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New York Marriott East Side

525 Lexington Avenue at 49th Street · New York, New York 10017 USA

History of the New York Marriott East Side

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Explore the New York Marriott East Side's rich history since the 1920s. From its unique architecture to the famous celebrities who have passed through its doors, these stories help build the character and charm of this historic hotel situated on Lexington Avenue.


Visionary Design, Rich in History

New York Marriott East Side originally opened in 1924 as the Hotel Shelton, a residence for men, with a club-like atmosphere that included a swimming pool, billiards rooms, squash courts and dining. Designed by architect Arthur Loomis Harmon, who later contributed to the design of the Empire State Building, the hotel stands as an architectural jewel that has left its mark on New York City.


While architectural critics of the time didn't classify the design as any particular style, they were more interested in the fact that it was one of the first structures newly built in the city that, in accordance with zoning laws of 1916, featured setbacks at different heights that allowed light and air to flow to the streets. A mix of Romanesque and Byzantine styles, it created great excitement when it opened and was said to be the tallest hotel in the world in 1924. Architect Arthur Loomis Harmon even insured that the hotel's exterior walls would lean in a little to make it sturdier, something one can still see at street level.

Learning to Swim, with an Olympian Super Hero

Until 2000, a two-story swimming pool, framed by a tiled gallery, could be seen on the hotel's lower levels. In its heyday, the pool was the place where an Olympic medal-winner/super hero gave swimming lessons. Buster Crabbe, who appeared in movies in the role of Flash Gordon, the 1940s serial classic, also taught swimming at this fabulous indoor pool. A clip from Billboard on September 20, 1952 reads, "Buster Crabbe opens his Buster Crabbe Health and Swim Club…at the Hotel Shelton here.²" To this day, Buster Crabbe Swimming Pools continues to do business, creating swimming adventures in pools above and below ground.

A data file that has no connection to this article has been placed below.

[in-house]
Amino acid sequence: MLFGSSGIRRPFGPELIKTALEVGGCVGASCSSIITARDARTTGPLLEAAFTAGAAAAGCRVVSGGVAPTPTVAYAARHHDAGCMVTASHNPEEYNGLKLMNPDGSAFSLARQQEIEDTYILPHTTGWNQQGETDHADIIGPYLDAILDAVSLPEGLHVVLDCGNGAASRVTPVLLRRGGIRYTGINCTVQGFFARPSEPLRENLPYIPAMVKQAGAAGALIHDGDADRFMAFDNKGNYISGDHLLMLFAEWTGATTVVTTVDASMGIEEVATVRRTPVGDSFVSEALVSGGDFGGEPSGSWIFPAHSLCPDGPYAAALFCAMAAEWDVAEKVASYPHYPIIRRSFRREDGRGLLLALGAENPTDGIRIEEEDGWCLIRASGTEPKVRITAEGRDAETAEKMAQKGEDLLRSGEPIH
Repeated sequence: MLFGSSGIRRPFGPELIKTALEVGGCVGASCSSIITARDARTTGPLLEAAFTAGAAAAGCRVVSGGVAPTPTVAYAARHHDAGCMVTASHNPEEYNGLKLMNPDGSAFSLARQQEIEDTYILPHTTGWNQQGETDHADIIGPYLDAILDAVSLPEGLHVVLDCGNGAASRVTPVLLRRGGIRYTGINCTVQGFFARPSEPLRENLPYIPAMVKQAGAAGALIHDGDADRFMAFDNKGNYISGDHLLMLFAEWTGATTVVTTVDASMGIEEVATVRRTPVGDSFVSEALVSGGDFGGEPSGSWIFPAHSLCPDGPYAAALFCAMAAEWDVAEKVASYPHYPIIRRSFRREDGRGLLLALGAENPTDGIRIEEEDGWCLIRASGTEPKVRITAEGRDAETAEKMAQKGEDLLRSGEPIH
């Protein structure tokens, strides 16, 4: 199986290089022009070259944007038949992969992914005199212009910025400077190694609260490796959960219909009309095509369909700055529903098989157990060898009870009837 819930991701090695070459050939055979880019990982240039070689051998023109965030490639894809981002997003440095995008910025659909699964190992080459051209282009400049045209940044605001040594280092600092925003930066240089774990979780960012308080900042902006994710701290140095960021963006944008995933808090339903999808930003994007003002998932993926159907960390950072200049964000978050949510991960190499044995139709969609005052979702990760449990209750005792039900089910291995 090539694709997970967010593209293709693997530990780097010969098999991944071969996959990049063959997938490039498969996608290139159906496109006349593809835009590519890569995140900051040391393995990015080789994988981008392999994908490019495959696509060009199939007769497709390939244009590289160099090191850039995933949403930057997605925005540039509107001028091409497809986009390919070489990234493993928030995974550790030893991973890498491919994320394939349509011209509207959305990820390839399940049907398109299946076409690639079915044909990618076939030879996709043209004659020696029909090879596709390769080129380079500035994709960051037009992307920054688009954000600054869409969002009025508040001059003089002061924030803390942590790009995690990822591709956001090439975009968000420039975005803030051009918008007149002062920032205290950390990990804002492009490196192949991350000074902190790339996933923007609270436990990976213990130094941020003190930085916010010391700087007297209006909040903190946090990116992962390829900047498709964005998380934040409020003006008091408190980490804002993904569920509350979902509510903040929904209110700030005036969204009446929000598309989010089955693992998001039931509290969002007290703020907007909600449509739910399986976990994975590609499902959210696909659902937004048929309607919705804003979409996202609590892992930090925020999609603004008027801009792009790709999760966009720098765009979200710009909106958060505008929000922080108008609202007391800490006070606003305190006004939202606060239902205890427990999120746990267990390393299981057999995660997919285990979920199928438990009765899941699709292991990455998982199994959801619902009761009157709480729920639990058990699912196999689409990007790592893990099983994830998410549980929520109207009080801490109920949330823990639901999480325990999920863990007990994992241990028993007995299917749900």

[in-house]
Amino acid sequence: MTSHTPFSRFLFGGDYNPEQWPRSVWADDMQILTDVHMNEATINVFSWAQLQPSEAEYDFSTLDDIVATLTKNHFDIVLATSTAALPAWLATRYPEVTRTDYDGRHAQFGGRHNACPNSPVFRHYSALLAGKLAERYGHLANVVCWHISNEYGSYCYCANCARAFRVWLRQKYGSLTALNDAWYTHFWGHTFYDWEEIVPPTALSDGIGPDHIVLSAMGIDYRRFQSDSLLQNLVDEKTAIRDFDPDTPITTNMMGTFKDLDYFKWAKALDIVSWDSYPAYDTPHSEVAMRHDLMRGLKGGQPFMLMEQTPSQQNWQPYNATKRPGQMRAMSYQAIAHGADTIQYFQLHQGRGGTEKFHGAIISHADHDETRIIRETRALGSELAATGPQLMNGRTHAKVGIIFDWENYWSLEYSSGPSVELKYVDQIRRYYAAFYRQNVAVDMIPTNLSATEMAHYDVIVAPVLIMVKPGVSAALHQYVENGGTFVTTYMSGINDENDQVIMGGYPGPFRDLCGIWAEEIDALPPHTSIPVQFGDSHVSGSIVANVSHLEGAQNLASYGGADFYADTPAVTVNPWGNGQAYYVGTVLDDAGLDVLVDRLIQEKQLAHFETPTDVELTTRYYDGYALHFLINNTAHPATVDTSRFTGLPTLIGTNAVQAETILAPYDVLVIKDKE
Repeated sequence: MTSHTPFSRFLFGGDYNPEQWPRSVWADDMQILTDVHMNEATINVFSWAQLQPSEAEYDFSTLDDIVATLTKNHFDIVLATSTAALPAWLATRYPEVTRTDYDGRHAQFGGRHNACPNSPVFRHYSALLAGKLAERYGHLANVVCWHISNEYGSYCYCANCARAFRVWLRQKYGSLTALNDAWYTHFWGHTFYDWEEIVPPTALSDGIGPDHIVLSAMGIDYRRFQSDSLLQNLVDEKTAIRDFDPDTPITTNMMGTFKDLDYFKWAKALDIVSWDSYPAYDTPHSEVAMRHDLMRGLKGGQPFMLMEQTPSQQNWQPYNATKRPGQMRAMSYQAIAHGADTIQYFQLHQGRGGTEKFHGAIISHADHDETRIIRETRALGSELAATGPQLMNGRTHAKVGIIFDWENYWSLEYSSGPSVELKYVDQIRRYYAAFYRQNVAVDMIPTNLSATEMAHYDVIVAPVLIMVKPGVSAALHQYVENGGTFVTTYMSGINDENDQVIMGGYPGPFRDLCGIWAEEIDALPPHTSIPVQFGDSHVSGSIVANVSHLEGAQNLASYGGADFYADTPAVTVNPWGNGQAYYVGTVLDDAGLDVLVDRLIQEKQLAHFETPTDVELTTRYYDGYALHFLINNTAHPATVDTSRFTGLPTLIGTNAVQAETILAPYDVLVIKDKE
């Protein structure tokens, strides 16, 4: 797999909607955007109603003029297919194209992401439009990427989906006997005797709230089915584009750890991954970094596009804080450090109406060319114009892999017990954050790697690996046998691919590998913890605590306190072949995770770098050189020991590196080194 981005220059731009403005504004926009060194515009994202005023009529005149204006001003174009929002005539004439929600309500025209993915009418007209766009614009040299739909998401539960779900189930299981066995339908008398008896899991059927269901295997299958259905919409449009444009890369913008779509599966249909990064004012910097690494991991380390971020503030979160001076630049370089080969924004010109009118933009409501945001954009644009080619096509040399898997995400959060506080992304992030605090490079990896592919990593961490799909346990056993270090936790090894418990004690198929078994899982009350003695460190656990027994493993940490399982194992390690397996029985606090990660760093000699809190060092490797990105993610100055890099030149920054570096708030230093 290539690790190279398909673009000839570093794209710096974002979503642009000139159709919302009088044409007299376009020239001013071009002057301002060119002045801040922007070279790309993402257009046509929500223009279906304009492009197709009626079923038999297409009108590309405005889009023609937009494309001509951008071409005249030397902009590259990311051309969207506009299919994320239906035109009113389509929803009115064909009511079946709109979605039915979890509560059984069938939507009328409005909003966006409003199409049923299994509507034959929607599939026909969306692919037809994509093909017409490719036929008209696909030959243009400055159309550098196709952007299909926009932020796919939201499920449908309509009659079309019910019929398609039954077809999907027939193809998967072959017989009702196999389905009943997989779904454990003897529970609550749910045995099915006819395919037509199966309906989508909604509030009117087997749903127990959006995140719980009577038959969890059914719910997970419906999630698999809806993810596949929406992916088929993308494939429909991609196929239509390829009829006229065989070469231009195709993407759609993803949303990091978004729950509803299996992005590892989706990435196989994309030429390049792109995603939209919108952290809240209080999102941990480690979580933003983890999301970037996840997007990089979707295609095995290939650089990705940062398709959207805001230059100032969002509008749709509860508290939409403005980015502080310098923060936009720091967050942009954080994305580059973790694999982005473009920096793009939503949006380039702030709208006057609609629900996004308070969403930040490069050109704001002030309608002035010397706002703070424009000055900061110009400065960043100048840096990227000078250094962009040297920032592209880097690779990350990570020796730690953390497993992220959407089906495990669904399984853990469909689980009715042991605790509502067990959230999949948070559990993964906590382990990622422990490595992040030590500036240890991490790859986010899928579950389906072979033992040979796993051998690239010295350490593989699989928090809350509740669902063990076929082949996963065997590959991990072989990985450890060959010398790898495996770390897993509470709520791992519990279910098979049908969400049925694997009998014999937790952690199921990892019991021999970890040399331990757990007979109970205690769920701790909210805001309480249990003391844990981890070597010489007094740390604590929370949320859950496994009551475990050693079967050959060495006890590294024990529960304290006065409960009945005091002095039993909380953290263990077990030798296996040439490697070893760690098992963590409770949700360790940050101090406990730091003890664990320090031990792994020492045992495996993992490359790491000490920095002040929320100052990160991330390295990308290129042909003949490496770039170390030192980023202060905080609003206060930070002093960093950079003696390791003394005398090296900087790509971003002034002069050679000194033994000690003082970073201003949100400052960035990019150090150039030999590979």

Checking in, Underwater - with Illusionist Harry Houdini

In 1926, escape artist and illusionist Harry Houdini took the plunge at our hotel near Grand Central Station. In one of his famous escapes, he was lowered into the bottom of the swimming pool in a sealed box, equipped only with a telephone to be used in an emergency. For an hour and a half, he stayed submerged and then stepped out. "Anyone can do it," he told The New York Times.³

Room with a View

Painter Georgia O'Keeffe and photographer Alfred Stieglitz lived at the Shelton in the 1920s and 1930s; in fact the hotel was a great vantage point from which they painted and photographed New York City. "I went out one morning to look at (the Shelton Hotel) and there was the optical illusion of a bite out of one side of the tower made by the sun, with sunspots against the building and against the sky," said Georgia O'Keeffe, recalling the precise moment that inspired her to paint The Shelton with Sunspots.¹

Anecdotally Speaking

Of course, many stories abound on the guests who have passed through the doors of our charming Lexington Avenue hotel over the decades. While some of them can be verified, others have been passed down in conversation over the years, creating a rich history. Here are a few:

  • In the mid-1950s, Cuban bandleader Xavier Cugat and his wife, singer-actress Abbe Lane, lived in the hotel's penthouse. His nightclub, Casa Cugat, opened in 1959 but only lasted for about a year. It was followed by Basin Street East, where singers such as Peggy Lee and Eddie Fisher performer. Big band leader Benny Goodman and a 9-piece orchestra also performed in the venue, whose entrance was at 137 East 48th Street.⁴
  • In more recent times, James Stare was entered in the Guinness Book of World Records in 1979 when he danced continuously for 330 hours on the roof of the hotel, as a benefit for the Muscular Dystrophy Association.


¹Georgia O'Keeffe Paintings, Biography, and Quotes (

²"Crabbe To Open New Seg…" September 20, 1952, "Billboard"

³Christopher Gray, "Mr. Houdini, Your Box Is Ready" March 26, 2009, "The New York Times"

⁴ James Gavin, Is That All There Is?: The Strange Life of Peggy Lee, November 2014

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